Reducing the global warming potential of coal mine ventilation air by combustion in a free-piston engine

O'Flaherty, Brendan (2012). Reducing the global warming potential of coal mine ventilation air by combustion in a free-piston engine PhD Thesis, School of Mechanical and Mining Engineering, The University of Queensland.

       
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Author O'Flaherty, Brendan
Thesis Title Reducing the global warming potential of coal mine ventilation air by combustion in a free-piston engine
School, Centre or Institute School of Mechanical and Mining Engineering
Institution The University of Queensland
Publication date 2012-06-01
Thesis type PhD Thesis
Supervisor Peter Jacobs
Richard Morgan
Total pages 267
Total black and white pages 267
Language eng
Subjects 0913 Mechanical Engineering
Formatted abstract
The increase in the atmospheric mole fraction of greenhouse species since pre-industrial times has forced Earth's atmosphere to higher temperatures. The individual effect of these species on the atmosphere is compared using a global warming potential (GWP) index, which is the cumulative radiative forcing of a species over a given period relative to carbon dioxide (CO2). After CO2, the next highest contributing species to global warming is methane (CH4). Over a hundred-year period, the GWP of CH4 produces a twenty-five times greater heating effect than CO2 [1].

One such anthropogenic source of CH4 is that of underground coal mines. For Australia, this source constitutes 6.5% of its greenhouse gas emissions [2]. Of this, almost two-thirds are contained in mine ventilation air at mole fractions typically between 0.3 and 0.7% and flow rates between 150 and 300m3s-1. The CH4 is purposefully diluted to ensure safe operation of the mine. If the CH4 contained in the ventilation air from these mines were converted to CO2 by combustion, for example, the result would be a 73% reduction in the GWP of ventilation air. The problem that will be addressed in this thesis is: can the CH4 in ventilation air be oxidised using a self-sustaining process (and without a supplementary fuel or catalyst) in order to reduce its global warming potential?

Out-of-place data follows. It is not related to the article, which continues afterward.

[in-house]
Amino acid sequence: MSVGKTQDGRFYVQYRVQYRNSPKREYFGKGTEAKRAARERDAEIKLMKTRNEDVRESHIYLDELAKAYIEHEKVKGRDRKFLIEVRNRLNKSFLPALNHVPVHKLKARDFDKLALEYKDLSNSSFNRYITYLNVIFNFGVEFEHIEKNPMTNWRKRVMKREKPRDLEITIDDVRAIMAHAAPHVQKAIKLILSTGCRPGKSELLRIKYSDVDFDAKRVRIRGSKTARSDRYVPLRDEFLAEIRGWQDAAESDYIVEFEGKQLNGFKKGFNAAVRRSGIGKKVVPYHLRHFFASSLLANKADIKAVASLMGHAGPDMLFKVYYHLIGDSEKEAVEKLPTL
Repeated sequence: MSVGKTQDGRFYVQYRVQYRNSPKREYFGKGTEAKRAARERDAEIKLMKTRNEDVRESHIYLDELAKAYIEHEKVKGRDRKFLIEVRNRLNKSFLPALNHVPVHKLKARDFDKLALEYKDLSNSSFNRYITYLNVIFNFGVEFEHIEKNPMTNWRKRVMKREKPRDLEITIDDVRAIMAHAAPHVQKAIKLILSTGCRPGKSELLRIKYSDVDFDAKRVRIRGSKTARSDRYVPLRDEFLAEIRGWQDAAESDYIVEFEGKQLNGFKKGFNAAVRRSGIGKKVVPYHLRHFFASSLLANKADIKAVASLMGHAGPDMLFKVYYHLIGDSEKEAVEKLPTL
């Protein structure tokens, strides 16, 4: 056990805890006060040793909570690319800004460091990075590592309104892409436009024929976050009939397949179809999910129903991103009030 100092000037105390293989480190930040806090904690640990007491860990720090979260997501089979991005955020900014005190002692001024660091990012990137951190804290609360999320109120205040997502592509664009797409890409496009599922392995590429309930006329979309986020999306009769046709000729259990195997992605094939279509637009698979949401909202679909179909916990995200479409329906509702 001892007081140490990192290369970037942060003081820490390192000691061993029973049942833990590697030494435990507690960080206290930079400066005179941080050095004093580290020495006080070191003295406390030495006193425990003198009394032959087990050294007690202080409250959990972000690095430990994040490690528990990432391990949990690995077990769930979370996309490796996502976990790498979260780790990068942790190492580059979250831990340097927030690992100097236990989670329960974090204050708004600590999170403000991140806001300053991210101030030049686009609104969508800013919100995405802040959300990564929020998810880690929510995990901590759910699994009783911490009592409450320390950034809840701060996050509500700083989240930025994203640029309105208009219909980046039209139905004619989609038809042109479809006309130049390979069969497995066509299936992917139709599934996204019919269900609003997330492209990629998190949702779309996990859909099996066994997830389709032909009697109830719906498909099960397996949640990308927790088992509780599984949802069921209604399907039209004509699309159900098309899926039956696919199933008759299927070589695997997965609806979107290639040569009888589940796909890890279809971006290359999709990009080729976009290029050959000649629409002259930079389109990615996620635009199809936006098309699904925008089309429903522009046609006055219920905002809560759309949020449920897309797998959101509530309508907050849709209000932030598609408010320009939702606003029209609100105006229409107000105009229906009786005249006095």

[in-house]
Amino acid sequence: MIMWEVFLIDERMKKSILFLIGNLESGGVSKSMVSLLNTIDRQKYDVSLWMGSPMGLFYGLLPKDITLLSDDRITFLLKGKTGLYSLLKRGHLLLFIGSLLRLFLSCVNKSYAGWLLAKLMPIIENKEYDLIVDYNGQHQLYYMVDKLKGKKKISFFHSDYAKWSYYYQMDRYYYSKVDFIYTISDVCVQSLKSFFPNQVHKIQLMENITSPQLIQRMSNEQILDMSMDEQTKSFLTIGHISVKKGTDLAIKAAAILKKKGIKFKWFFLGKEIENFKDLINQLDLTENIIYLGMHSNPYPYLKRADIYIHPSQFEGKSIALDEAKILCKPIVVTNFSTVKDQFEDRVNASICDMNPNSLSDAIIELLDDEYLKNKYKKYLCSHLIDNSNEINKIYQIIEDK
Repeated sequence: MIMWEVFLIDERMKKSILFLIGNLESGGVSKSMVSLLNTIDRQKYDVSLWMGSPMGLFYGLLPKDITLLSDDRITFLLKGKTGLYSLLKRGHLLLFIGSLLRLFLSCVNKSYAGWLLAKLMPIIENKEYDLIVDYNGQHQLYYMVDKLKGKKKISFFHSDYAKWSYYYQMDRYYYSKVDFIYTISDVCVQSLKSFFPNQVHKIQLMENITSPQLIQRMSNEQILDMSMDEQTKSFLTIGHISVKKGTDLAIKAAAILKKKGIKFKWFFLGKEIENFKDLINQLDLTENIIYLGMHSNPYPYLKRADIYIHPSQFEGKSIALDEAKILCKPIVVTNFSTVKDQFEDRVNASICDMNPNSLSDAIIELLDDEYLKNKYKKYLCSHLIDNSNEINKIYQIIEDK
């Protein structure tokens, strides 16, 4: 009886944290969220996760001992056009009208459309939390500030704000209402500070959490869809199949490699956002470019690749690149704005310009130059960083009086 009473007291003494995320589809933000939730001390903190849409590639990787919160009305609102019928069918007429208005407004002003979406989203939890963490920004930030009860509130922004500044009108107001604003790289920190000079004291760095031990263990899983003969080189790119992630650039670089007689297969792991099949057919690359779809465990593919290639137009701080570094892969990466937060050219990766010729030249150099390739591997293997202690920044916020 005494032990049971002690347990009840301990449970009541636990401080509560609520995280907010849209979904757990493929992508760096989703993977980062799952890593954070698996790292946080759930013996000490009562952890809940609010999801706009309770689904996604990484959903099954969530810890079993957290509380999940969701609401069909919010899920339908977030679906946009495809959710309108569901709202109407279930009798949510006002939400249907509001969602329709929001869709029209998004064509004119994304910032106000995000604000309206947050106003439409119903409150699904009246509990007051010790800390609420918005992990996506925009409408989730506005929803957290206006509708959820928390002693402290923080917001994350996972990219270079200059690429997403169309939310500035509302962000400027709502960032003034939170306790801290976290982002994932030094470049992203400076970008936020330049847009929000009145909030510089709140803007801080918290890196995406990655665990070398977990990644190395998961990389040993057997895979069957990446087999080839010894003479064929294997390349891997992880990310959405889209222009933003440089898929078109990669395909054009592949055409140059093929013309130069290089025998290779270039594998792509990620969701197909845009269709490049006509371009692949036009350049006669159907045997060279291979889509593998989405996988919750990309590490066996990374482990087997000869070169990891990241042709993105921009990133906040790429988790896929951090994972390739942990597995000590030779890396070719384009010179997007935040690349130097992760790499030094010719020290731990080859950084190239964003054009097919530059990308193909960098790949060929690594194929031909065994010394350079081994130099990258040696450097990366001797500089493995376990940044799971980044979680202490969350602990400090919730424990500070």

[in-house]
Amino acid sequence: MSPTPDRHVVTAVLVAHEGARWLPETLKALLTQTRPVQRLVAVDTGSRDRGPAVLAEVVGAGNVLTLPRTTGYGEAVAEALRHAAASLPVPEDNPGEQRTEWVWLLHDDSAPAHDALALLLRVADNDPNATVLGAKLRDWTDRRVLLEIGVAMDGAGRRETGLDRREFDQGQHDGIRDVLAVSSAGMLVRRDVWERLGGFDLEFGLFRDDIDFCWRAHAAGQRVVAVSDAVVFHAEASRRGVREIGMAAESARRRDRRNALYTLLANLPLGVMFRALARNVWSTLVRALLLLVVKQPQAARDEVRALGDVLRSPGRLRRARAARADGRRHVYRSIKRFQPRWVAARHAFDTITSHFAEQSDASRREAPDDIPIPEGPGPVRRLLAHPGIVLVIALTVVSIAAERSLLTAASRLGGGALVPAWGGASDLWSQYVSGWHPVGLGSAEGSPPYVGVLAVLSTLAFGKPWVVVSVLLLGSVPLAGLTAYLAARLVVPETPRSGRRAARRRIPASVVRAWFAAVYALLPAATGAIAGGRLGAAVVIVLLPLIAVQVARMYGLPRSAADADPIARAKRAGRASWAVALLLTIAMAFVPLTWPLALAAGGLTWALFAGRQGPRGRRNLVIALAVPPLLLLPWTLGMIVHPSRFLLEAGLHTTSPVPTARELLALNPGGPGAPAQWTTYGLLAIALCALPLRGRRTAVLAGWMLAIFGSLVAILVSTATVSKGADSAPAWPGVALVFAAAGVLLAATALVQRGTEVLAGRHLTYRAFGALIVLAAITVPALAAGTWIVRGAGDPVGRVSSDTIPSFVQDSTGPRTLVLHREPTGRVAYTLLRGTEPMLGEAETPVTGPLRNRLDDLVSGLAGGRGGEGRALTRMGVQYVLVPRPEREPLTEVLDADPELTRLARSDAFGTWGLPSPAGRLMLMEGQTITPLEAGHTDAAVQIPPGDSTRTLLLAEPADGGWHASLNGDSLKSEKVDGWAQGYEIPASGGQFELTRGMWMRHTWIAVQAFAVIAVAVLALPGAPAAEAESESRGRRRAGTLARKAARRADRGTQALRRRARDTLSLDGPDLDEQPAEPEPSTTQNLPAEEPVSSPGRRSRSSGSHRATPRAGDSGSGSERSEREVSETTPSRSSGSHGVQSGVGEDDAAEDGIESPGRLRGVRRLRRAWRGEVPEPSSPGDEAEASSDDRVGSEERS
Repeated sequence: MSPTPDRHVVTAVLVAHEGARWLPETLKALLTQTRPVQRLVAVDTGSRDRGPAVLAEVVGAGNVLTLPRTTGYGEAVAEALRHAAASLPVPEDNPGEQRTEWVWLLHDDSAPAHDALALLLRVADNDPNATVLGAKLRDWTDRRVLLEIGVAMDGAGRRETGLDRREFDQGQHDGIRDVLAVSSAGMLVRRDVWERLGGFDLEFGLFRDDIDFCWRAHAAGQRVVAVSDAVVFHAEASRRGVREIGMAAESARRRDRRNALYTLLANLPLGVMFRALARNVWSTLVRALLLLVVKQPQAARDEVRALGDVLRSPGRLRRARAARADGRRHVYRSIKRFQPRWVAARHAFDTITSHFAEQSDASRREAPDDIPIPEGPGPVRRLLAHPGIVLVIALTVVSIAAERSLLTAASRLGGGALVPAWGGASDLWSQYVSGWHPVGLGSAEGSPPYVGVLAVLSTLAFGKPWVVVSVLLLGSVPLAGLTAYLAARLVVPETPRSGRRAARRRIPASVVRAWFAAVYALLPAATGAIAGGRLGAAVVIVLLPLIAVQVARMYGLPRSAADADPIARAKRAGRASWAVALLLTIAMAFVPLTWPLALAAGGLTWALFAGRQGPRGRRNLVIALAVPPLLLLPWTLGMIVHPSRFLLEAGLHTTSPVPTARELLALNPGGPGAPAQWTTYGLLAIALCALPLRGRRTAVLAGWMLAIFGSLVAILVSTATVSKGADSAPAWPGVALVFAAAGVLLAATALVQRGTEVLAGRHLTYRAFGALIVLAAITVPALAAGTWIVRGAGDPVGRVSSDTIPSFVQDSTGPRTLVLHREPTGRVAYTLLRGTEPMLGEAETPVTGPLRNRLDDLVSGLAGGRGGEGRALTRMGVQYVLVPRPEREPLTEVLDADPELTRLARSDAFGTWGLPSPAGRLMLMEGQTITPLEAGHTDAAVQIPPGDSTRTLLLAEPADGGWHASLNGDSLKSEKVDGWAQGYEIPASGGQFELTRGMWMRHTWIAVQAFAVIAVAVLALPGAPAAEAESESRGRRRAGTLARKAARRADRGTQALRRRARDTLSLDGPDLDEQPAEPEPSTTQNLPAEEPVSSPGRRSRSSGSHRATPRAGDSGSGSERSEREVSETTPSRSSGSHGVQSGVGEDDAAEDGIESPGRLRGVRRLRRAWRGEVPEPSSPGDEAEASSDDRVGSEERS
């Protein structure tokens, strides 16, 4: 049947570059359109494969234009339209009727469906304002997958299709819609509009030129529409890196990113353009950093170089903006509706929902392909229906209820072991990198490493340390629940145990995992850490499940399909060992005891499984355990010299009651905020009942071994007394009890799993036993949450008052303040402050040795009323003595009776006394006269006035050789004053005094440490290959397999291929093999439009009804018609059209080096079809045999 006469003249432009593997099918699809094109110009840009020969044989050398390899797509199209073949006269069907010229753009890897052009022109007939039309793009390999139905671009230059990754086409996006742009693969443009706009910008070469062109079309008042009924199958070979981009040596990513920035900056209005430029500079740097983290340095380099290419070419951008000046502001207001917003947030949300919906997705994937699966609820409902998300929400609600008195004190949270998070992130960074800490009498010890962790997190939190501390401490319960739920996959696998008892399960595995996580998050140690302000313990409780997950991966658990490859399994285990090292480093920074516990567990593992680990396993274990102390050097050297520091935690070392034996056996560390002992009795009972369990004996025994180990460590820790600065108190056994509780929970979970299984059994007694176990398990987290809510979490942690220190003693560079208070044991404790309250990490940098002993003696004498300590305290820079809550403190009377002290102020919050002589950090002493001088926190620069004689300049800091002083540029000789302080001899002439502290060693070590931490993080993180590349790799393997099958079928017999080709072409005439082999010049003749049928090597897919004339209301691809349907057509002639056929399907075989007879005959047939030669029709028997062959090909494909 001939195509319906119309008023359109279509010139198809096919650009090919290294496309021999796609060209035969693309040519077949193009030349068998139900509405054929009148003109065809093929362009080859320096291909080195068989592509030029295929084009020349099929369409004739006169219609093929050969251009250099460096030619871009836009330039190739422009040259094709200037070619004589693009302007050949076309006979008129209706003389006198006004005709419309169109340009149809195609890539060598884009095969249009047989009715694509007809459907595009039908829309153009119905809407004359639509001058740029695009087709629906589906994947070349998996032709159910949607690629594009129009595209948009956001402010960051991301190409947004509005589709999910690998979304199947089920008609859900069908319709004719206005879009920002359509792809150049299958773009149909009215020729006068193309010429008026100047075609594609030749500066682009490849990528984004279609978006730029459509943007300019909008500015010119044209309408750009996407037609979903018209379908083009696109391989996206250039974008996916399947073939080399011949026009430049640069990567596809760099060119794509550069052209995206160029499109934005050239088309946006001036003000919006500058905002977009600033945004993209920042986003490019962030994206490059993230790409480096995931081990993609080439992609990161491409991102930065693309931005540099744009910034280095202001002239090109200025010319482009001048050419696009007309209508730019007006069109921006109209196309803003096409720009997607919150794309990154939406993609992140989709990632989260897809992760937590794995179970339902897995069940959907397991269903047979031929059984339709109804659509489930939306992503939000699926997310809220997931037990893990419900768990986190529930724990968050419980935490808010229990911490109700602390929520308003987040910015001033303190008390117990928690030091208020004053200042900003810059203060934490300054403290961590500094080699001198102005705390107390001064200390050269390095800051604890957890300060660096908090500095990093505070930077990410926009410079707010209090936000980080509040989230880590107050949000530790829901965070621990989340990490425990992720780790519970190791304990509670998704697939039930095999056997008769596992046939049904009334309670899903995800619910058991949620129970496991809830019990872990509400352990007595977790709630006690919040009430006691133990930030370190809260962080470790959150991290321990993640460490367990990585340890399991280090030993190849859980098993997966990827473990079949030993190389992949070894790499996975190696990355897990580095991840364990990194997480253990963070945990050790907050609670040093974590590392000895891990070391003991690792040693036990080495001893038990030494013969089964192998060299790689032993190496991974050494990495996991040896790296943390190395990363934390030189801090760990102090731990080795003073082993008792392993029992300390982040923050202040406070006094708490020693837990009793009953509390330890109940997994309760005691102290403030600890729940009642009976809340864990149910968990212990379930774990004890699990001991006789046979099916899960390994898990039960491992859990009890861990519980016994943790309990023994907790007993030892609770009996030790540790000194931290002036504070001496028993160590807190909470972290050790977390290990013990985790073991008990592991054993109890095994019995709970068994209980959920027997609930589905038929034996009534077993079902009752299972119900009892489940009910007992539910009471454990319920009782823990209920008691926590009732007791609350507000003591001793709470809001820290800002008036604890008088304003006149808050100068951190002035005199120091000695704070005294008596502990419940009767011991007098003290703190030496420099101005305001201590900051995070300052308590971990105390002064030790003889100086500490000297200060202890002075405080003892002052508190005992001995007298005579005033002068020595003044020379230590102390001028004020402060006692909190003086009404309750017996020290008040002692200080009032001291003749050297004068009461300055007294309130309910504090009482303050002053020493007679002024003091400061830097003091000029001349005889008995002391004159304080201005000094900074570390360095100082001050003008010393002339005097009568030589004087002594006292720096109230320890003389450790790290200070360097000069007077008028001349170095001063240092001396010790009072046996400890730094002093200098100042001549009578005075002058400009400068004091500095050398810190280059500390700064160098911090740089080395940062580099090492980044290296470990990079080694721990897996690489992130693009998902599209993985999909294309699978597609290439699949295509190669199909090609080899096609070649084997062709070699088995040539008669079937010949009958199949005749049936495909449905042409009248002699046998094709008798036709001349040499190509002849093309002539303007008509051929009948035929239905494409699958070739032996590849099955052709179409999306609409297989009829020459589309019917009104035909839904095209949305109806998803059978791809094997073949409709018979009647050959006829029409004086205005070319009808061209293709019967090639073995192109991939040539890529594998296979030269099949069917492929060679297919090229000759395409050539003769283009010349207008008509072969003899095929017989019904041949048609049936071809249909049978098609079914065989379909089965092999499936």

For selection of a device to employ for this task, consideration was given to both the operating temperature and the thermal efficiency. After a review of potential devices, a reciprocating engine concept was selected for investigation, primarily since compression ignition occurs at temperatures too low for nitrogen chemistry to be significant.

Engines are by definition work producing devices, however, the purpose of this device is not principally to produce work but instead to burn ventilation air, converting it to less harmful products. The engine would be applied primarily as an emission control device. However, even without aiming to produce power, the operation of an engine on a <0.7% mole fraction of methane represents a substantial challenge. Diesel engines, for example, may run well at very low global equivalence ratios, but ignition occurred in a region surrounding vaporising droplets where the stoichiometric ratio locally passes through the optimum range for ignition. It is harder to ignite the low equivalence ratios for premixed CH4 mixtures of uniform composition. At 37MPa, for example, the ignition temperature is about 1330K -- much higher than the pre-injection temperatures of about 900K found in even large stationary diesel engines. The main objective of this thesis is to evaluate a conceptual engine design which is capable of achieving combustion of these weak mixtures.